help with counting processes, bizzare behavior

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# 1  
help with counting processes, bizzare behavior

I have a ksh script (dtksh Version M-12/28/93d on Solaris 10) that is run daily by cron and sometime hangs forever. I need to detect if there is an old copy hung before I start the new run, and if so send an email and exit the script. Here is part of the code:
PROGNAME=$(basename $0)
if [[  ! ${.sh.version} || (${.sh.version##*/} < $req_ver) ]] ; then 
    print "$PROGNAME requires ksh $req_ver or higher" ; exit 1 ; 

count=$(pgrep -z global $PROGNAME | wc -l | awk '{print $1}')
if [[  $count -gt 1 ]] ; then 
   mailx -s "Houston we have a problem" ...

Here is the problem, and I am really stumped:
Even when this script is the only instance, $count still equals 2.

Debugging shows that:
pgrep emits one PID
wc -l returns " 1 " (Seven spaces, the digit 1, single space. I need to trim the spaces before the test, thus the awk command.)
and then awk returns 2

??? !!! ???

I see the same thing when using these versions of the command:
count=$(pgrep -z global $PROGNAME | wc -l | tr -d [:blank:])
count=$(ps -z global | grep $PROGNAME | grep -v grep | wc -l | awk '{print $1}')

When I test at the shell using these checks against existing processes the result is alway correct. I have checked and double checked and it seems that the digit 1 surrounded by spaces is being piped into either tr or awk, and both return the digit 2 with no spaces.

Help will be really appreciated.

Last edited by vbe; 12-14-2010 at 02:59 PM.. Reason: code tags please
# 2  
I guess following should be able to give the count of running $PROGNAME instances. Is it not?
count=$(pgrep -z global $PROGNAME | wc -l)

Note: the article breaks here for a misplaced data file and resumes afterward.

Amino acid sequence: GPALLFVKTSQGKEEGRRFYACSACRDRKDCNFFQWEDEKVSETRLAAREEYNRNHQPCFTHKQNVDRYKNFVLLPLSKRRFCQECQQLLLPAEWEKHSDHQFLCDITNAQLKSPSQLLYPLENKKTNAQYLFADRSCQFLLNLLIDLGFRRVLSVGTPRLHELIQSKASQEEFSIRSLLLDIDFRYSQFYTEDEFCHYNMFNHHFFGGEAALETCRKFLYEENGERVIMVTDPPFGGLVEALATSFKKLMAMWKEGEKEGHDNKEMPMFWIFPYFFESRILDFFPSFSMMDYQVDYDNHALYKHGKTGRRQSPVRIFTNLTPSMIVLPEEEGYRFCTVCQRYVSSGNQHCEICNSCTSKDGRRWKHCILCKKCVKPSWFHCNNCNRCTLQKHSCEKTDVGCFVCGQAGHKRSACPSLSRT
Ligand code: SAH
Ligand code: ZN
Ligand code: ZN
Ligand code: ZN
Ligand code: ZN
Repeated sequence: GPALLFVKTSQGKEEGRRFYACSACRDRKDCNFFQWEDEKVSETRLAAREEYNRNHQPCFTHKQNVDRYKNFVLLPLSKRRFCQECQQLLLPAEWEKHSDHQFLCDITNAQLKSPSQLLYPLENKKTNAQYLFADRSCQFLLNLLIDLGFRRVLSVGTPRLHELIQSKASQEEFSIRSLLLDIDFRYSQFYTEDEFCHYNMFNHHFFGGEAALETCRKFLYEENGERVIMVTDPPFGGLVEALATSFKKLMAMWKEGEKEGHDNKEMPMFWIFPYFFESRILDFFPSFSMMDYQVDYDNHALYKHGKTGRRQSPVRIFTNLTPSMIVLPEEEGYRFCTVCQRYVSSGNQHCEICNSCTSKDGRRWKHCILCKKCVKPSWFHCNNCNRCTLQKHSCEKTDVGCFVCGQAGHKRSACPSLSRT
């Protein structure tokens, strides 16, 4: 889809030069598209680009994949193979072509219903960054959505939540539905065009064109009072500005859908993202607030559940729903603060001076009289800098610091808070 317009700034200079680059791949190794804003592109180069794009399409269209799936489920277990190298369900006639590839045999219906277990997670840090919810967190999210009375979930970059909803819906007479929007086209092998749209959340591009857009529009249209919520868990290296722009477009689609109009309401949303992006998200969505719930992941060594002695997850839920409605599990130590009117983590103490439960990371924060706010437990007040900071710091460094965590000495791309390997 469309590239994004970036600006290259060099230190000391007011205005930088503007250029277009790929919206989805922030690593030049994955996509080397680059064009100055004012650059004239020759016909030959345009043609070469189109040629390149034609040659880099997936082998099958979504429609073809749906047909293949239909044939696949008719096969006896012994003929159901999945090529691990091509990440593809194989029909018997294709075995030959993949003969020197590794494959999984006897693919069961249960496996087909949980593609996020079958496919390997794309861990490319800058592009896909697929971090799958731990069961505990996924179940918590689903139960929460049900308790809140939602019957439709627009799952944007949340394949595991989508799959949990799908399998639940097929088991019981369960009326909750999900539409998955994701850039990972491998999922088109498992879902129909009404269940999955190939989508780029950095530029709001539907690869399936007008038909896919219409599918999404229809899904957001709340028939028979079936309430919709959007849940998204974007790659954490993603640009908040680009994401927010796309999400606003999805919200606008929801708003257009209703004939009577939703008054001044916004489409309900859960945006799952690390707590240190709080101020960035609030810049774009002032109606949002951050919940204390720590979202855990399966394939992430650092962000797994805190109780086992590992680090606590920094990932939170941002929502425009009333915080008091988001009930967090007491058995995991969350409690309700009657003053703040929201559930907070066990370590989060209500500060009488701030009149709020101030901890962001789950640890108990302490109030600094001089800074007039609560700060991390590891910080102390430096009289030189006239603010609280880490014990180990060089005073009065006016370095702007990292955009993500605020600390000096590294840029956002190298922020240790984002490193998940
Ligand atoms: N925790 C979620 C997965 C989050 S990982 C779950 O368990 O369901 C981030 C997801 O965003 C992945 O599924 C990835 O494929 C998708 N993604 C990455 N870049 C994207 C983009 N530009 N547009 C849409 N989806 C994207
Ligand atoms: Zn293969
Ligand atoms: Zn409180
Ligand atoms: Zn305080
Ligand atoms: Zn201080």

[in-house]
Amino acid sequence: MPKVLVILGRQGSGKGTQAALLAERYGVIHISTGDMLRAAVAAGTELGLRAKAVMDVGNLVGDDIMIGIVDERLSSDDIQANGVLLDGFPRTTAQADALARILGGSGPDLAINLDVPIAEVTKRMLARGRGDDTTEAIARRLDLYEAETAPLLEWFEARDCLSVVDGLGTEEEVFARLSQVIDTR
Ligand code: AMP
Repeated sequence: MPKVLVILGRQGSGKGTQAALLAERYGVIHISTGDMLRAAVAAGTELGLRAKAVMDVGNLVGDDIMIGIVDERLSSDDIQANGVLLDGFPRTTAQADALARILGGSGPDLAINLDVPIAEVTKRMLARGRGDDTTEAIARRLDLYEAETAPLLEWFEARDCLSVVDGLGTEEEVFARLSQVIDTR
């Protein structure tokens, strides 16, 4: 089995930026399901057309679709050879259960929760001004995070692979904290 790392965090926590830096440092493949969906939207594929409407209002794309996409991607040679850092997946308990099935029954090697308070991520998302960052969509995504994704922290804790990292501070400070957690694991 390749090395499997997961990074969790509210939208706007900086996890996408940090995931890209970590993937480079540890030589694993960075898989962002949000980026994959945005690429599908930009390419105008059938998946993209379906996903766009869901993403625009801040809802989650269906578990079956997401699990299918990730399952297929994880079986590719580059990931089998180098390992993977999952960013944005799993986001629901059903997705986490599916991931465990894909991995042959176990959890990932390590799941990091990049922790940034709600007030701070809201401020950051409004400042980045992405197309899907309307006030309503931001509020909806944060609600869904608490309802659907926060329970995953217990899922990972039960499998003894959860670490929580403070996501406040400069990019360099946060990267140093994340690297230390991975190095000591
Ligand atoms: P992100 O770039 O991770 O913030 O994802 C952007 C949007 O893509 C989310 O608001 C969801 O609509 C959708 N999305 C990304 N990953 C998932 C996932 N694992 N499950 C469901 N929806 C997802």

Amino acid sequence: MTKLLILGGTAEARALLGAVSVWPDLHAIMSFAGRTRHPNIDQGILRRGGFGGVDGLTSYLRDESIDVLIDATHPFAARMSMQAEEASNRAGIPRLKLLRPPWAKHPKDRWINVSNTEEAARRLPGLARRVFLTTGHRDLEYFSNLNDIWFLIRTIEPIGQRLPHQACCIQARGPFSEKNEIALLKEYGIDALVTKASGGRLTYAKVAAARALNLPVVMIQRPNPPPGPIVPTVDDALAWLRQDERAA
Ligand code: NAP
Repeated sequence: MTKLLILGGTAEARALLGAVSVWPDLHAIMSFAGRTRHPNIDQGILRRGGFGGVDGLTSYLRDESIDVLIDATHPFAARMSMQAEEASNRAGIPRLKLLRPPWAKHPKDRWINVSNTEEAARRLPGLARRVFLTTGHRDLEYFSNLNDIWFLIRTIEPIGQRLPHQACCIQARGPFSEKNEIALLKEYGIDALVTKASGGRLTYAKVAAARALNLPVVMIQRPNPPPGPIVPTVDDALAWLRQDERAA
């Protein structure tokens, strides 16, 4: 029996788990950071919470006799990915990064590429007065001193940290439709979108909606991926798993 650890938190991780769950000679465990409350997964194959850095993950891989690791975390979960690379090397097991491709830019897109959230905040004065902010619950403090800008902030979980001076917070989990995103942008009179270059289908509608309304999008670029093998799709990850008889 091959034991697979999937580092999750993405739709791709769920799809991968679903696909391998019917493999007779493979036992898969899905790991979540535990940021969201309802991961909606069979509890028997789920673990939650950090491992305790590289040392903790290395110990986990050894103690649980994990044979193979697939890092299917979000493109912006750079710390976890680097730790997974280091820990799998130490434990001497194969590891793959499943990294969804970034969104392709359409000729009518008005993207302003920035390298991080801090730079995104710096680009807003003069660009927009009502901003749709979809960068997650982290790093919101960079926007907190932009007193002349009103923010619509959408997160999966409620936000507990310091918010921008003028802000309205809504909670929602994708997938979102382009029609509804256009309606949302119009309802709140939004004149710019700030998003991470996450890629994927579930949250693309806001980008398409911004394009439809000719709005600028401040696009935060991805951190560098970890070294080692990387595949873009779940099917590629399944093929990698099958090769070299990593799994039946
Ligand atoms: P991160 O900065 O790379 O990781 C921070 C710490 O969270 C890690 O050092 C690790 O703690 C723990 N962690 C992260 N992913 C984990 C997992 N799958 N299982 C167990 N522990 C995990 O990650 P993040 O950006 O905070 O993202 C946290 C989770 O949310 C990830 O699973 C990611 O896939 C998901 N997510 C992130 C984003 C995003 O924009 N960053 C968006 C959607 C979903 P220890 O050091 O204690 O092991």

count=$(ps -z global | grep $PROGNAME | grep -v grep | wc -l)

# 3  
I would expect that when the script runs:
count=$(pgrep -z global $PROGNAME | wc -l | awk '{print $1}')

The script will create a child process (thats what the round brackets do) so that it can run the pgrep, wc, awk, etc. When it creates a child process, it will create it with the same name as the parent process, ie $PROGNAME. Therefore you will always have more than one process...
# 4  
Both of these set count to 1 and not to 2, regardless that they run in a subshell:
count=$(pgrep -z global $PROGNAME | wc -l)
count=$(ps -z global | grep $PROGNAME | grep -v grep | wc -l)

It is only when I add the pipe to tr or awk that I get '2'
count=$(pgrep -z global $PROGNAME | wc -l | tr -d [:blank:])
count=$(ps -z global | grep $PROGNAME | grep -v grep | wc -l | awk '{print $1}')

---------- Post updated at 05:49 PM ---------- Previous update was at 01:46 PM ----------

I learned something but I don't understand it. Anyone explanation would be really appreciated.
I took the existing code and removed the parens, getting rid of the subshell issue, if any. Then I added a tee to each part of the pipeline, like in each of these:

pgrep -l -x -z global $PROGNAME | tee n1 | wc -l | tee n2 | awk '{print $1}'

ps -z global -e -f | grep $PROGNAME | grep -v grep | tee n3 | wc -l | tee n4 | awk '{print $1}'

Looking at the files n1, n2, n3, and n4 shows the following:

1) When I remove the first line "#!/usr/dt/bin/dtksh" and just called the executed the script by name from the command line it actually ran, and all ps commands made no matches.

2) When I remove the first line "#!/usr/dt/bin/dtksh" and sourced the script from the command line like so: " . /mnt/cplog/scripts/check_portals" it ran and matched two instances of /usr/dt/bin/dtksh.

3) When I restore the first line "#!/usr/dt/bin/dtksh" and ran the script normally it matched two copies of itself, one the parent of the other:
root 9143 9127 0 23:41:00 pts/1 0:00 /usr/dt/bin/dtksh /mnt/cplog/scripts/check_portals
root 9127 9105 0 23:40:59 pts/1 0:00 /usr/dt/bin/dtksh /mnt/cplog/scripts/check_portals

This was without the subshell-creating expressions "$(...). Why does running a script create these two instances?

I thought it was perhaps because I executed the script from the dtksh shell, and then the script forked and exec'd another dtksh shell to run in, but when I tested that theory by calling the script from tcsh instead of dtksh I got the same thing. Any ideas?

I thought I understood ksh pretty will but now I am confused.

Last edited by Scott; 12-14-2010 at 04:52 PM.. Reason: Please use code tags
# 5  
ksh generally invokes sub shells for pipes too, this is why /var/run/*.pid files are so popular for this sort of thing.

If you really want to grep the ps output, perhaps grep -v $$
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